Another embodiment of this invention is shown in FIG. 6 wherein the cut and drilled portion 25 has threads 26 formed therein, and the piece of hardened material 32 is made with a threaded male portion such as at 33. A spindle manufactured or retipped in this manner can facilitate replacement greatly because a worn tapered tip can then be simply unscrewed and removed while a new tip of hardened material can then replace it by simply screwing into the drilled portion 25 at 26. The thusly positioned tip can then be ground to a predetermined taper as described above and can be ready for subsequent use within a very short time after removal from the spinning frame. Of course, a lock-type sealant/adhesive can also be used therewith to insure a strong bond between the sleeve and the threaded spindle blade.

Top-drive filling spindles of this construction have extended the life of spindles by nearly two to three times what is normally now expected. Accordingly, those skilled in the art can now use and reuse spindles for an indefinite period of time, at a very low cost and with a minimum of down time. Furthermore, spindles utilizing the hardened tip portion described herein have a greatly reduced incidence of gyration and vibration, since the wearing on the spindle tip is a very gradual process.

The above-described specific embodiments of this invention have been set forth for the purpose of illustration. It will become apparent to those skilled in the art that various modifications may be made in the structure of this top-drive filling spindle tip without departing from the principles of this invention as pointed out and disclosed herein. For that reason, it is not intended that the invention should be limited other than by the scope of the appended claims.

Patent Citations
Cited PatentFiling datePublication dateApplicantTitle
US2331611 *May 8, 1941Oct 12, 1943Saco Lowell ShopsBobbin and spindle
US2582325 *Apr 28, 1948Jan 15, 1952Marquette Metal Products CoTextile mill spindle
US2708336 *Apr 6, 1951May 17, 1955Marquette Metal Products CoTextile mill spindle
US2775859 *Feb 16, 1954Jan 1, 1957Curtiss Wright CorpTextile mill spindles
US2922274 *Nov 13, 1957Jan 26, 1960Curtiss Wright CorpTextile spindles, particularly for top driving of filling quills
US3146142 *Jun 7, 1960Aug 25, 1964Union Oil CoJoint adhesives
US3431628 *May 16, 1966Mar 11, 1969Worst Harold JMethod of assembling a billiard cue
US3534917 *Aug 16, 1968Oct 20, 1970North American RockwellTextile spindle
US3782660 *Sep 29, 1971Jan 1, 1974Rockwell International CorpTextile spindle
US4034462 *Dec 5, 1975Jul 12, 1977Hilti AktiengesellschaftMethod for repairing iron molds
Referenced by
Citing PatentFiling datePublication dateApplicantTitle
US4519557 *Nov 26, 1982May 28, 1985Arnold NewmanPlastic bobbin
US4732047 *Aug 15, 1986Mar 22, 1988Kabushiki Kaisha Toyoda Jidoshokki SeisakushoStructure of a shoe for a swash plate type compressor
US5119997 *Aug 19, 1991Jun 9, 1992Lee Jung WTubular bobbin and spindle assembly for a yarn
US5175992 *Mar 1, 1991Jan 5, 1993Hans StahleckerMethod for preventing the inoperatability of an open-end spinning rotor
US5774971 *Dec 31, 1996Jul 7, 1998Manetta; Peter J.Method of manufacturing standardized pin-based parts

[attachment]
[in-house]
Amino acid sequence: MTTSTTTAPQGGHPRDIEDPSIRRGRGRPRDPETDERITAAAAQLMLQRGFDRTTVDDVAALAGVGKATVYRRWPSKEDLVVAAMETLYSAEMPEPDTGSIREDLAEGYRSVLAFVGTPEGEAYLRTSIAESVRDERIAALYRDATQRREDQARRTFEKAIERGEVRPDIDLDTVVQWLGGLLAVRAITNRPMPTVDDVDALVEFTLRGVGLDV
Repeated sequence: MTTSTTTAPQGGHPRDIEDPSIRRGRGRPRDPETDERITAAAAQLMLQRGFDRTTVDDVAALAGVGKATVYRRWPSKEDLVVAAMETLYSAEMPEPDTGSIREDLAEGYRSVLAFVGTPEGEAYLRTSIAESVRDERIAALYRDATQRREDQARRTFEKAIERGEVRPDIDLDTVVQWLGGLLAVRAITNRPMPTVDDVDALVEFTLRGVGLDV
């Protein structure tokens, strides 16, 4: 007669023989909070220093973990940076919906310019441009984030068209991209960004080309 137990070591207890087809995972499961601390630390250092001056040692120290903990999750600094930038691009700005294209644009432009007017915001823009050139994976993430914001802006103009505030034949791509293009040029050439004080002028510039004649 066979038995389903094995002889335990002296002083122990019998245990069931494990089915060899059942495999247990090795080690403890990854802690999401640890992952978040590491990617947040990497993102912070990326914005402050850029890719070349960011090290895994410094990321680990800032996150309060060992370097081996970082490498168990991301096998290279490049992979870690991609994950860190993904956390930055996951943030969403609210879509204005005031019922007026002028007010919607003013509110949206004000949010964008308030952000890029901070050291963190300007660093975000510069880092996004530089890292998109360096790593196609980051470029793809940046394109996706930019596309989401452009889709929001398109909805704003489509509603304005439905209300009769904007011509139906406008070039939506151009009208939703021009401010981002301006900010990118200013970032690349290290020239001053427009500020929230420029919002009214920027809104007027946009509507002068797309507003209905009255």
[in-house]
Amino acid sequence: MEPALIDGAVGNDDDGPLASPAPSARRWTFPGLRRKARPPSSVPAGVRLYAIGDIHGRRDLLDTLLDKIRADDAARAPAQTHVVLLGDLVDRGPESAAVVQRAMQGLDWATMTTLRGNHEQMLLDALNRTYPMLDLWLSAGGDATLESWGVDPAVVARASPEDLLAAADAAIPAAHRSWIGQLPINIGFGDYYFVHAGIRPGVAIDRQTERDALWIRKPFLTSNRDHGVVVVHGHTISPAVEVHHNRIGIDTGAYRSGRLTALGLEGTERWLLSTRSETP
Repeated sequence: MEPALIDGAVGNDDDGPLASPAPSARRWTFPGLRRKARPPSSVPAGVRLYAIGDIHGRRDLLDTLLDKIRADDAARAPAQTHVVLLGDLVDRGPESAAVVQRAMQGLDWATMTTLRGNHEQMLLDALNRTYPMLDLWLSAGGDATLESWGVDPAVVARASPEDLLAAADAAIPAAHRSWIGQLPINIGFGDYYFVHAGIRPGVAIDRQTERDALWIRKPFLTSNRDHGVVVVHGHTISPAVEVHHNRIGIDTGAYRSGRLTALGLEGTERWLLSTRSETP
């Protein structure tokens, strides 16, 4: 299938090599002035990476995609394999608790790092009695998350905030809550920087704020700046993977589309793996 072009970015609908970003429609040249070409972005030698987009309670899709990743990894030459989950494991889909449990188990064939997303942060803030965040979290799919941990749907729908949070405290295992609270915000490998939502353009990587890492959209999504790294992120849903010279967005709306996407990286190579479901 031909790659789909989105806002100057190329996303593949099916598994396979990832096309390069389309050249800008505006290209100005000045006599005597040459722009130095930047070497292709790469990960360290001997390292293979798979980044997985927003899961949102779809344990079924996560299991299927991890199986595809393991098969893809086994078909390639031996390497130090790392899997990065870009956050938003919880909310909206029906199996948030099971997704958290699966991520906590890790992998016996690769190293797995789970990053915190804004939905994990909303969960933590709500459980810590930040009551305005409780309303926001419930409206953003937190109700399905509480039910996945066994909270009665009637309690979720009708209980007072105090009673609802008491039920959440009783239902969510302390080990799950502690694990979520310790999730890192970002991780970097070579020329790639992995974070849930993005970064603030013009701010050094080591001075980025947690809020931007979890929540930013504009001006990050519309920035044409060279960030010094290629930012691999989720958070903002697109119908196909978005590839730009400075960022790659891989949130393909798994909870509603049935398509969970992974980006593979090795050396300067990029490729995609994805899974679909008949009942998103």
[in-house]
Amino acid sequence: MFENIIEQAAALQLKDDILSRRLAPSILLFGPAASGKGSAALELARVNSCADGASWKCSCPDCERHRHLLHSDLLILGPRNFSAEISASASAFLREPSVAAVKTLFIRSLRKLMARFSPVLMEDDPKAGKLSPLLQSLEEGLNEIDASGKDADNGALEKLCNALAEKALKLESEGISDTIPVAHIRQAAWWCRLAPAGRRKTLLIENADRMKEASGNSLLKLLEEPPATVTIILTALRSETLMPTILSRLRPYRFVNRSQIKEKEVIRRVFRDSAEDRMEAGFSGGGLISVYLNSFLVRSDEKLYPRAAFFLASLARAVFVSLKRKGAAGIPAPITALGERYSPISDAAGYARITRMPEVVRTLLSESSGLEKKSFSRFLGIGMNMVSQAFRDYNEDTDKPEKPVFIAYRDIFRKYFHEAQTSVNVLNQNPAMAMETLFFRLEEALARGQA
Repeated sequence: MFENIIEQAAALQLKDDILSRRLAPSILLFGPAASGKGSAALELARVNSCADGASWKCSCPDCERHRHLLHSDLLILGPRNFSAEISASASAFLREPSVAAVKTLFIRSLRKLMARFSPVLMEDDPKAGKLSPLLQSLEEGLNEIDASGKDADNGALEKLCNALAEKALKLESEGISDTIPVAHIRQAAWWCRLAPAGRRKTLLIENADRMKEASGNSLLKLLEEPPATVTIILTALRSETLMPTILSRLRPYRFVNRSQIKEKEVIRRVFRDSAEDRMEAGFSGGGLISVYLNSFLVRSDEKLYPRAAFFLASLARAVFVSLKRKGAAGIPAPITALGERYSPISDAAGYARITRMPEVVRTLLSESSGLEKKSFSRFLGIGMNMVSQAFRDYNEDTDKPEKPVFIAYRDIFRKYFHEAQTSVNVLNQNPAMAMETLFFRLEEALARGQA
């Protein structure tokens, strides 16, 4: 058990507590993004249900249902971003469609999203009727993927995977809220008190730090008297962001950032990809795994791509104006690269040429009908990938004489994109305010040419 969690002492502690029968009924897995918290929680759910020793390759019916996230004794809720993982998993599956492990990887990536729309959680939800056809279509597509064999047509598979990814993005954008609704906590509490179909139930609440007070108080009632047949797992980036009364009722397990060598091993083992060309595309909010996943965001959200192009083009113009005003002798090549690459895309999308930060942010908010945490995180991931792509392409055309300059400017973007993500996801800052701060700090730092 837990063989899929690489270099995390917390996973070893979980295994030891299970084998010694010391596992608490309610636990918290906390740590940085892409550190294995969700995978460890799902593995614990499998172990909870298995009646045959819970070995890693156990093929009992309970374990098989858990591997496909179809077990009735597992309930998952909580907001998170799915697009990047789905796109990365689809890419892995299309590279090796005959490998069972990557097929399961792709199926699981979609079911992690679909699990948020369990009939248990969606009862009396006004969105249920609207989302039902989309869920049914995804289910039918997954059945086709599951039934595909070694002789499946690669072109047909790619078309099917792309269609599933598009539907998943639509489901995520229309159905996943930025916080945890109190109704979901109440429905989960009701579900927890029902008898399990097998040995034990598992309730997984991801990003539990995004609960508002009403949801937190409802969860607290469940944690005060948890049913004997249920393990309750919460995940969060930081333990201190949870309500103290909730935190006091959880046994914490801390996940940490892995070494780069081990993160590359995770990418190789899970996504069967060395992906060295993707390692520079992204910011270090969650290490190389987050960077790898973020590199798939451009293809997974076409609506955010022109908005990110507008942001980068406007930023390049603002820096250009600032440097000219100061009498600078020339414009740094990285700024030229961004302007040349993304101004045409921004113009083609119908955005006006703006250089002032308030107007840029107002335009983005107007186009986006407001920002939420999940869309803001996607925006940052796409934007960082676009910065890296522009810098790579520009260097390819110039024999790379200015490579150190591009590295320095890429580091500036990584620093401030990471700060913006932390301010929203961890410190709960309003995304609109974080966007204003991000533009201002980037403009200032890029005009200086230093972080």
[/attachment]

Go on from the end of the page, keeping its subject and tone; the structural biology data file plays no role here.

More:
US6742254 *Aug 8, 2001Jun 1, 2004Fred S. Lankford, Jr.Method of manufacturing a camshaft
US7055594Nov 30, 2004Jun 6, 2006Varco I/P, Inc.Pipe gripper and top drive systems
US7188686Jun 7, 2004Mar 13, 2007Varco I/P, Inc.Top drive systems
US7222683Jun 16, 2004May 29, 2007Varco I/P, Inc.Wellbore top drive systems
US7228913Jun 18, 2004Jun 12, 2007Varco I/P, Inc.Tubular clamp apparatus for top drives and methods of use
US7231969Jun 24, 2004Jun 19, 2007Varco I/P, Inc.Wellbore top drive power systems and methods of use
US7320374May 28, 2005Jan 22, 2008Varco I/P, Inc.Wellbore top drive systems
US7401664Apr 28, 2006Jul 22, 2008Varco I/PTop drive systems
US7748445Dec 11, 2007Jul 6, 2010National Oilwell Varco, L.P.Top drive with shaft seal isolation
US7748473Jul 11, 2008Jul 6, 2010National Oilwell Varco, L.P.Top drives with shaft multi-seal
US7913369 *Apr 21, 2006Mar 29, 2011Blue Sky Vision Partners, LlcCeramic center pin for compaction tooling and method for making same
US8312612 *Jun 9, 2010Nov 20, 2012Blue Sky Vision Partners, LlcRefurbished punch tip and method for manufacture and refurbishing
US20050269072 *Jun 24, 2004Dec 8, 2005Folk Robert AWellbore top drive power systems & methods of use
US20050269104 *Jun 7, 2004Dec 8, 2005Folk Robert ATop drive systems
US20050279507 *Jun 18, 2004Dec 22, 2005Folk Robert ATubular clamp apparatus for top drives & methods of use
US20060193937 *Apr 21, 2006Aug 31, 2006Luka GakovicCeramic center pin for compaction tooling and method for making same
US20070251699 *Apr 28, 2006Nov 1, 2007Wells Lawrence ETop drive systems
US20080210437 *Dec 11, 2007Sep 4, 2008Lawrence Edward WellsTop drive with shaft seal isolation
US20080230274 *Feb 4, 2008Sep 25, 2008Svein StubstadTop drive washpipe system
US20090044982 *Jul 11, 2008Feb 19, 2009Wells Lawrence ETop drives with shaft multi-seal
US20100239698 *Jun 9, 2010Sep 23, 2010Luka GakovicRefurbished punch tip and method for manufacture and refurbishing
U.S. Classification29/402.11, 29/445, 29/469.5, 29/458, 242/118.3, 57/129, 29/525, 242/597.6
International ClassificationB23P6/00
Cooperative ClassificationY10T29/49906, Y10T29/49734, Y10T29/49885, Y10T29/49945, Y10T29/49861, B23P6/00
European ClassificationB23P6/00